I’ll be honest with you. As much as I loved Cambodia, I cried every day we were there.
And as long as we are being honest, when emotions get the best of me, my automatic default is to cry. Getting yelled at? Cry. Lost in a new city? Cry. Overcome by the raw emotion of the Biggest Loser? Yup, you guessed it…I cry. I wish this wasn’t true and that I wasn’t quite such a cry baby, but after 32 years, I have come to accept it’s just the way I am, and I even let myself cry it out without feel too bad about it.
At first glance, the utter poverty and apparent hopelessness of Cambodia is enough to make my tear ducts start to water. Throw in children following you around temples begging you to buy their postcards for a dollar, and mothers begging for formula on the street for their baby? I never had a chance…let the waterworks begin.
I know, I know. You are going to say, “What did you expect? It’s Cambodia, one of the poorest countries in the world!” I have traveled enough and seen enough poverty to know that it’s not all sunshine and unicorns everywhere, but all I can say is that it is different when it happens to you and you actually have to look at the child or the baby or the person that is standing before you begging another human being for money or food, and decide what you are going to do to help or not.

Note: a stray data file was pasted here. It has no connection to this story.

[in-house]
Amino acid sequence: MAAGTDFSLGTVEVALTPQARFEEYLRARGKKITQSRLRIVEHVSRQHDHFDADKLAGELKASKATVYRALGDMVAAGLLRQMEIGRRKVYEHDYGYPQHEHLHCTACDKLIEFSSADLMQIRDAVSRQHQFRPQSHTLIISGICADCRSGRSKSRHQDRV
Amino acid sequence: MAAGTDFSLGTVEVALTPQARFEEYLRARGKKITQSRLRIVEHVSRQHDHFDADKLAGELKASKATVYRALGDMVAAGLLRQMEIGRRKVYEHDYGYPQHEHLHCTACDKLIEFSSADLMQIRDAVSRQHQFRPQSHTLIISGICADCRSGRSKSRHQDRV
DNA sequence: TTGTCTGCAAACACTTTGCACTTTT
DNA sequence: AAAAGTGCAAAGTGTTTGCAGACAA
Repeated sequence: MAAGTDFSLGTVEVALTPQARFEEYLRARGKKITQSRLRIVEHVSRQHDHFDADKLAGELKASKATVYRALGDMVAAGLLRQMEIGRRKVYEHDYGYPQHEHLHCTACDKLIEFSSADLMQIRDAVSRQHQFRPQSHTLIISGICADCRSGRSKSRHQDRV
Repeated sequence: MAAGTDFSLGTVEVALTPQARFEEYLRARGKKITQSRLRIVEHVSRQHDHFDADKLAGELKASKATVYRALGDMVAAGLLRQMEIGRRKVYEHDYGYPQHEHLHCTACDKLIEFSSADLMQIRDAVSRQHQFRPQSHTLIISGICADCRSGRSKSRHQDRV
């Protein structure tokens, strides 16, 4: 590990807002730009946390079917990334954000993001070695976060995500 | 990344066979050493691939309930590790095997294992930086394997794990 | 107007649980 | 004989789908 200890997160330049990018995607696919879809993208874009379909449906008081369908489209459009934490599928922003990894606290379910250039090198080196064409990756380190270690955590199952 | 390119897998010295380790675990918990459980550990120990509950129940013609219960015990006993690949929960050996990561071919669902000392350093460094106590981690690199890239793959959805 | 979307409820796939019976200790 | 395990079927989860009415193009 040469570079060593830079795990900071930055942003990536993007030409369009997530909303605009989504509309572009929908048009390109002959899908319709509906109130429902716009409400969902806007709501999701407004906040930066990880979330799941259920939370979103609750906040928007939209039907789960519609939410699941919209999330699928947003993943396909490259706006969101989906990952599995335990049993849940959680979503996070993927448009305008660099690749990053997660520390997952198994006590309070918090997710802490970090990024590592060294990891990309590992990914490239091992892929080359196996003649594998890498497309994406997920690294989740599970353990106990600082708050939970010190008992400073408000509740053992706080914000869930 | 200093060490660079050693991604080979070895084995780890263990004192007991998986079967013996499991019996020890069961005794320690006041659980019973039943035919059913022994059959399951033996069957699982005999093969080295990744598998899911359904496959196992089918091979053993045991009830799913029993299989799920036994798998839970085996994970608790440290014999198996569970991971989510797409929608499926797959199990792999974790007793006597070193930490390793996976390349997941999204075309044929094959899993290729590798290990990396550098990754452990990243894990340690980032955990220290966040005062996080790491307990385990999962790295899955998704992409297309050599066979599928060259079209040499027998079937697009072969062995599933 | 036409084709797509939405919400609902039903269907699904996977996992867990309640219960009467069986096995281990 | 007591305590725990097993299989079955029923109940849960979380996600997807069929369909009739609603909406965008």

Now, I know these kids at the temples had my number from the get-go. I don’t pretend to blend in over here and I’m sure from the moment my blond little head popped out of the car we were being driven around in, they started calling dibs on me. I hesitated after the first ten times they asked me if I wanted to buy a postcard from them. I did a double take when they asked where I was from and upon finding out it was America, started reciting the capitals of all 50 states! I added a “No thanks, sweetie” to help soften the blow. PLEASE! I was toast.
But the thing is, I didn’t care that I was toast because all I could think was that these little girls should be in school, jumping rope, giggling and playing. All I could think was: THEY SHOULD BE IN SCHOOL. If they are doing this when they are seven or eight, what are they going to do when they are 14 or 15?
Of course, the American politician in me just wants to take all of my money and throw it at them to help fix the problem. But if you start handing out dollars at the temples of Angkor Wat or at your local community center in Ohio, you have a different problem on your hands and have you really helped anyone over the long haul? There’s that whole adage that comes to mind about giving a man a fish versus teaching him to fish… But then you do the math and realize there aren’t even enough “fish” to give out in the first place to fix the bigger problem. And yet, you cannot just walk away and do nothing.